- The Washington Times - Sunday, October 16, 2005


The young at heart are getting into the Halloween spirit, and retailers are reaping the benefits.

Gone are the days when the holiday was reserved for children. This year, 31.5 percent of adults will dress in their favorite costumes, making Halloween the sixth-largest spending holiday of the year, the National Retail Federation reports.

Since T.J. Pekin opened Costumes Creative in Silver Spring in 1976, he has seen steady increases each year in the number of people buying costumes. The only interruptions have been after the September 11, 2001, terrorist attacks and the sniper shootings in October 2002.

Mr. Pekin said he has noticed a slight increase over last year, but he has no specific figure.

“The increase is not one you see in leaps and bounds in this business,” he said.

Duke Middleton, manager of Masters Costumes in Arlington, said sales at his stores have been steady.

“With this time last year we’re basically even,” he said. “Obviously, in the final week we’ll see an increase. [Consumers] shouldn’t wait. I may have seven today, but I may not have them by Saturday.”

Ginger Ager, owner of Gene’s Costumes in Kensington, said the Halloween season has “a good feel to it.”

However, she said she has yet to recover from a slow period after the terrorist and sniper attacks.

“We haven’t bounced back. Some of these temporary stores come in for a month or two and interfere. I feel like we’re sharing our pie a lot more in this business,” said Ms. Ager, who has been in business for 20 years.

About 52.5 percent of U.S. consumers plan to celebrate Halloween this year, spending an average $48.48 per person, up from last year’s $43.57, according to the National Retail Federation survey.

Of the 8,106 consumers surveyed, 16.4 percent of adults will dress as witches and 6 percent will dress as vampires, said the federation’s Halloween Consumer Intentions and Actions Survey.

Among children, 11.8 percent plan to dress as a princess and 5.2 percent will become a witch for the day.

Ms. Ager said her store has sold several witch costumes as well as accessories for vampires, such as “good quality teeth.”

The local retailers say many others are choosing to dress as modern-day heroes.

“They can’t hold a candle to Zorro,” Mr. Pekin said.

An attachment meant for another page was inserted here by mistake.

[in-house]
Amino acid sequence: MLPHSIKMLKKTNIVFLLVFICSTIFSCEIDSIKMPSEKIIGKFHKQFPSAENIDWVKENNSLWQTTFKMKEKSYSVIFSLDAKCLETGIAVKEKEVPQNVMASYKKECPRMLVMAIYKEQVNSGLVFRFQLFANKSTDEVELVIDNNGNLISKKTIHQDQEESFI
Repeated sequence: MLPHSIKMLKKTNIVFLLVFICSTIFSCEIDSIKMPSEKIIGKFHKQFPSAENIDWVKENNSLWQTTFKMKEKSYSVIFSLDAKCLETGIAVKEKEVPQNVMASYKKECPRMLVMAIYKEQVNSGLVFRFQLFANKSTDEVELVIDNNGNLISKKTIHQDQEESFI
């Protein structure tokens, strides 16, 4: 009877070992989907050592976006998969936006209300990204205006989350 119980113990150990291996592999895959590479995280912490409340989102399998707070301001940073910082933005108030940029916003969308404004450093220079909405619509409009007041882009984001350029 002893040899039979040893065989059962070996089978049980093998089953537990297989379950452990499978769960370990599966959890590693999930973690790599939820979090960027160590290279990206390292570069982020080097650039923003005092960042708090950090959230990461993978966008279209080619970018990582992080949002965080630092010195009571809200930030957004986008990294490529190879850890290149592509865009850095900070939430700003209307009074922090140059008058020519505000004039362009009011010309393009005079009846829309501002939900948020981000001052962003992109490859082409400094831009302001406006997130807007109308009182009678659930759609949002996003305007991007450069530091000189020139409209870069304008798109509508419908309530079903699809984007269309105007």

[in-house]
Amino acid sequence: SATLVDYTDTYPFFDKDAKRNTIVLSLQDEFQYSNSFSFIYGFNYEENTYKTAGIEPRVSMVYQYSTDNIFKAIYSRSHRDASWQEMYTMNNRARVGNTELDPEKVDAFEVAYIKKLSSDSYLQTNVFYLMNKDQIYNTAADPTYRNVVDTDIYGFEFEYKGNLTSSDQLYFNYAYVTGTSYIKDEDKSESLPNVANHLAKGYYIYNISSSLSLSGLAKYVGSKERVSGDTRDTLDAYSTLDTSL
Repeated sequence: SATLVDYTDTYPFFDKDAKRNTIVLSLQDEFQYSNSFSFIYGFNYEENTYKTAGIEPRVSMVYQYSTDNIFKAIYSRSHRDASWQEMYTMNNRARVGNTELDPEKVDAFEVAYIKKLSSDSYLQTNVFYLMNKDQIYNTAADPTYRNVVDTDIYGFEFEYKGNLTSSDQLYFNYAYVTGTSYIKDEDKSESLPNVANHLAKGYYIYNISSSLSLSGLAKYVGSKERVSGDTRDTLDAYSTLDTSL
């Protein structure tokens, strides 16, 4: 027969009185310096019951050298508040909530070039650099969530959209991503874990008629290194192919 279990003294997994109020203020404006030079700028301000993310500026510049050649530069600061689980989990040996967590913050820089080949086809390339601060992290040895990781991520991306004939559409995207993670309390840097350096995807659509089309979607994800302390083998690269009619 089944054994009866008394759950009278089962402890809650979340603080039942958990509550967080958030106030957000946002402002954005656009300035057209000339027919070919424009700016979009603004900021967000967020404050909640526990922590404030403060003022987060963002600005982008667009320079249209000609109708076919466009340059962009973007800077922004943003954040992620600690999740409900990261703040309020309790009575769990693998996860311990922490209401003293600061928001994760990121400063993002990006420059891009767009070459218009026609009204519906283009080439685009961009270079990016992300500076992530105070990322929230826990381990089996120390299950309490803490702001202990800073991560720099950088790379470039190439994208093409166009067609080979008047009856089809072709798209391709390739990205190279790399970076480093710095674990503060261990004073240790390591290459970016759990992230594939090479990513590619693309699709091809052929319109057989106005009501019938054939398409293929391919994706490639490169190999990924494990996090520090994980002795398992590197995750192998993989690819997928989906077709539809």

This year, Mr. Pekin said, Zorro will outshine the perennially popular pirates, cowboys, military personnel, spacemen and gangsters.

Promotions for “The Legend of Zorro” scheduled in theaters later this month have piqued interest, Mr. Pekin said. Popular costumes typically stem from the favorite movie at Halloween time, he said.

At Gene’s Costumes, where “Star Wars” characters are the most popular, Ms. Ager agrees that movies have an influence. “I think it’s because another [“Star Wars”] movie has come out. I was surprised that it’s making the large comeback that it is,” she said. “We had to order more so we could accommodate the need.”

Ms. Ager said favorite characters for adults are Darth Vader and Chewbacca, while children want to dress as Jango Fett and Yoda.

Mr. Pekin termed Halloween the second largest “big children’s holiday.”

“Trick-or-treating isn’t the big part of Halloween,” he said, adding that adults enjoy taking on another personality for the night.

At Masters Costume, “Star Wars” clone trooper costumes are popular with children. “They flew out of here,” Mr. Middleton said.

Some women are taking a trip to yesteryear, with attire from the ‘60s and ‘70s. Miniskirts are a big hit. “Several are coming in for Marilyn Monroe,” he said.

Copyright © 2018 The Washington Times, LLC. Click here for reprint permission.

The Washington Times Comment Policy

The Washington Times welcomes your comments on Spot.im, our third-party provider. Please read our Comment Policy before commenting.


Click to Read More and View Comments

Click to Hide